Further, diversions affect the migratory patterns for the Delta Smelt and many of the salmon species that rely on the maze of rivers for spawning. An LA Times article points out that wild chinook salmon haven’t spawned naturally in the San Joaquin River since the Bureau of Reclamation built the Friant Dam in the 1940s. The real challenge we face is that millions of acres of agriculture and millions of people in the state also rely on this water supply. The decisions that we make on water allocations between human and environmental needs have serious ramifications on both sides. Unfortunately in this time of drought, both sides are feeling the effects. For the fish populations, the effects of the drought may reach beyond the dwindling smelt and salmon populations.
What effect does the Delta Smelt’s demise have on other Delta Species?
Scientists monitor the Delta Smelt population closely because they are a good indicator of the overall health of the Delta ecosystem. Why? The Delta Smelt are an important part of the food chain that many other species rely upon. If one link in the chain gets broken, other species’ populations may decline along with it. For example, salmon populations rely on Delta Smelt for food during the time the salmon live in the rivers and estuaries in the Delta. Dwindling Delta Smelt stocks give the salmon less food, pressuring the salmon populations. The effects on wildlife travels all the way up the food chain. In March KCET wrote an interesting article entitled “If Delta Salmon Die, They Could Take Orcas With Them.” The article argues that the orca population that lives just off of the San Francisco Bay area relies on the yearly salmon runs for their survival. The salmon populations are under pressure from the reduced amounts of Delta Smelt that the salmon rely upon for survival. Without the salmon, the orcas may not be able to adjust and find enough food to support the current population.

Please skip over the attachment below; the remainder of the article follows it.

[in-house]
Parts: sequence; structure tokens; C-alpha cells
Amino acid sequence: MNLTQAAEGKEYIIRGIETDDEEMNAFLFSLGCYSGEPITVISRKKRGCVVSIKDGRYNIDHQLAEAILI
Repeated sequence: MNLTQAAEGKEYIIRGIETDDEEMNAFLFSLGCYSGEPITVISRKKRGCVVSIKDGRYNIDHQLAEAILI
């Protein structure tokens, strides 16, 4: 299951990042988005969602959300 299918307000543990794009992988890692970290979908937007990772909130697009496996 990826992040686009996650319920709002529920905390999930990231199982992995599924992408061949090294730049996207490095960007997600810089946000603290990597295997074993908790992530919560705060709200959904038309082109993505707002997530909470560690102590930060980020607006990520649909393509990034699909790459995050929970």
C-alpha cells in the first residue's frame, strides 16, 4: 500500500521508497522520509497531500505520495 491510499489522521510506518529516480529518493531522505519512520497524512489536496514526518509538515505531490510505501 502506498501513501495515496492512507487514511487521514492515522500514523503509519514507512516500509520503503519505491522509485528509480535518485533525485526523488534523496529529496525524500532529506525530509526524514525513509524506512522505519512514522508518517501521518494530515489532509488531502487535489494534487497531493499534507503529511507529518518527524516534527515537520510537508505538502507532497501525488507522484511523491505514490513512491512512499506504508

The bottom line is that while we can’t control the minimal rain and snowfall we have received over the last four years, the policies that we choose to pursue have implications. There are a host of reasons why the Delta Smelt and salmon populations have been in decline for years. Man-made dams and the pumping of water through the Delta play a part in the declines of fish species. Agricultural and environmental interests have fought a seemingly never-ending court battle over a simple question: in a time of drought, which uses should receive the limited supply of water? Moving forward, drought cycles will likely remain a part of our future. It is vital for our policymakers to understand that there are real consequences on both sides of the argument. Both human and wildlife populations rely on the same limited water supplies. We must find a balance between these two needs and accept the consequences that come from any decision we make on this difficult balancing act.